The impact of linguistic distance and orthography on writing in Arabic

The impact of linguistic distance and orthography on writing in Arabic

First Author: Ranya Bisharat Farraj -- Bar-Ilan University
Additional authors/chairs: 
Lior Laks; Elinor Saiegh-Haddad
Keywords: Arabic, Spelling Ability, Diglossia, Orthography, Elementary
Abstract / Summary: 

Purpose: Arabic spelling is a representation of Standard Arabic, a language variety that is phonologically, morpho-syntactically and lexically distant from Spoken Arabic, the language of everyday speech. Moreover, Arabic orthography, while considered shallow, it does not capture emphaticization, a predominant phonological assimilation process in the language. Therefore, some letters become homographic and may represent two sounds. Both linguistic distance and homography were expected to constitute a challenge to early spellers.

Method: Forty 4th grade children (mean age 10 years old) were asked to write two texts about a personal conflict: a narrative and an expository text. 80 texts were produced and 316 writing errors were detected. Errors were categorized according to the following categories: linguistic distance, homographic letters, as well as other factors including those related to the orthographic representations of diacritics versus letters.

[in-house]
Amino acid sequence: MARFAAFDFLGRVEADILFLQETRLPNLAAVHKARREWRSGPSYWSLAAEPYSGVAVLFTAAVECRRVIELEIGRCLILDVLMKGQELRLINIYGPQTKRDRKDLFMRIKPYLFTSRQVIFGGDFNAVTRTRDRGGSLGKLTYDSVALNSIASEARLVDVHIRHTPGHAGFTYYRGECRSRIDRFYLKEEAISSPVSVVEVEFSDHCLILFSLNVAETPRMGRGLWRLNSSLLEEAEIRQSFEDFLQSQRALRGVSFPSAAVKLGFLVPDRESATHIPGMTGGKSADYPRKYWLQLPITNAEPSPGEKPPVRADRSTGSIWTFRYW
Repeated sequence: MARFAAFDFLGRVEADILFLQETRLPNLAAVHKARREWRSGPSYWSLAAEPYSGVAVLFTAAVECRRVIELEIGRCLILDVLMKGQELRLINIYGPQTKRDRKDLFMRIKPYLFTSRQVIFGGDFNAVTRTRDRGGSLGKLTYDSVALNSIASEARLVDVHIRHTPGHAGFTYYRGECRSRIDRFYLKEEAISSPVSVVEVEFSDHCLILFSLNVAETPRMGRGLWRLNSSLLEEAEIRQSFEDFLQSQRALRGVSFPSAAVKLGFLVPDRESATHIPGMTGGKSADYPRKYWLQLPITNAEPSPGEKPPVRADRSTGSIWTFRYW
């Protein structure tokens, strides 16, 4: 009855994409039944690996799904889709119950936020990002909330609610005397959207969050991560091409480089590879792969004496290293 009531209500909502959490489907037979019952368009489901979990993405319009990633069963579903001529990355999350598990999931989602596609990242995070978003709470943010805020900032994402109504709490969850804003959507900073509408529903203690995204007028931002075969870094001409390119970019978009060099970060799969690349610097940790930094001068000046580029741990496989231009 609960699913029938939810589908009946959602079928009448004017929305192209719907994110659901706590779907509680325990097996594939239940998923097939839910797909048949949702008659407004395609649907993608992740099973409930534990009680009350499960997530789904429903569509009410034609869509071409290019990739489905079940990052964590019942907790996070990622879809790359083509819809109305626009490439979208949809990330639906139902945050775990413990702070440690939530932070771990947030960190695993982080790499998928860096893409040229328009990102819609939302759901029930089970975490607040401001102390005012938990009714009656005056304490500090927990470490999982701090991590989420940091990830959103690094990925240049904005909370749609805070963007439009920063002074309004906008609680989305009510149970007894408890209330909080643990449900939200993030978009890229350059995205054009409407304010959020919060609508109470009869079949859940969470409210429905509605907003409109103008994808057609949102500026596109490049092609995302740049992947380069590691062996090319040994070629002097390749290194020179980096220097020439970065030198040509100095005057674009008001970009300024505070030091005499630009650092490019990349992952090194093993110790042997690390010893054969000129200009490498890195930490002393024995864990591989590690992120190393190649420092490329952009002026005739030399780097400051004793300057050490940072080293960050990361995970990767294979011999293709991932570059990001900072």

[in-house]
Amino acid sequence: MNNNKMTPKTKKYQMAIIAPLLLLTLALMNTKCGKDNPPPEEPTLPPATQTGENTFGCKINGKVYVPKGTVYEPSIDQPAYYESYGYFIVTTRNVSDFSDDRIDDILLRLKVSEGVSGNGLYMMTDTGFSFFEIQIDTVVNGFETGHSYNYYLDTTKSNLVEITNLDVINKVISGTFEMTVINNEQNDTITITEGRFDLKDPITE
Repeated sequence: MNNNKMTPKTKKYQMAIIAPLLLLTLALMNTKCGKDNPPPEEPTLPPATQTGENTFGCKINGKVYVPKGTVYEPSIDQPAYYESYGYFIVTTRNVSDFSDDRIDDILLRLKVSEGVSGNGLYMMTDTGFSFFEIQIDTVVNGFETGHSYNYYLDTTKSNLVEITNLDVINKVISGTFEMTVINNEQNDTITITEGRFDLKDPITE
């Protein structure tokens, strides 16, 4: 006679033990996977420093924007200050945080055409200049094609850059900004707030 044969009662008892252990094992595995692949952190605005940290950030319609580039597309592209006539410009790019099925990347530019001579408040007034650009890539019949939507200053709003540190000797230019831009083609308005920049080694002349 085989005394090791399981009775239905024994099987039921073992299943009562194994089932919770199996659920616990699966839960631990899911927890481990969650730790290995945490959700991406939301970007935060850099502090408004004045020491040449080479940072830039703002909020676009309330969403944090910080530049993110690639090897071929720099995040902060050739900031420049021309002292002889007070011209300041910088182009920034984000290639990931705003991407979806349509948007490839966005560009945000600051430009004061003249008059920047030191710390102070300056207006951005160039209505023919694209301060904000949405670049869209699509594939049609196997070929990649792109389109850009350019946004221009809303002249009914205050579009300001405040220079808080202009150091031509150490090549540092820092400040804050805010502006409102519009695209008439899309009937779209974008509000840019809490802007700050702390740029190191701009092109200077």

Results: Results showed that both linguistic distance and homographic letters explained a large number of errors with linguistic distance explaining many more errors (43 % versus 32%, respectively). The other factors explained fewer errors.

Conclusion: The study marks diglossic factors and homographic letters as two major sources of writing difficulty in Arabic. These findings have implications for orthographic depth in Arabic.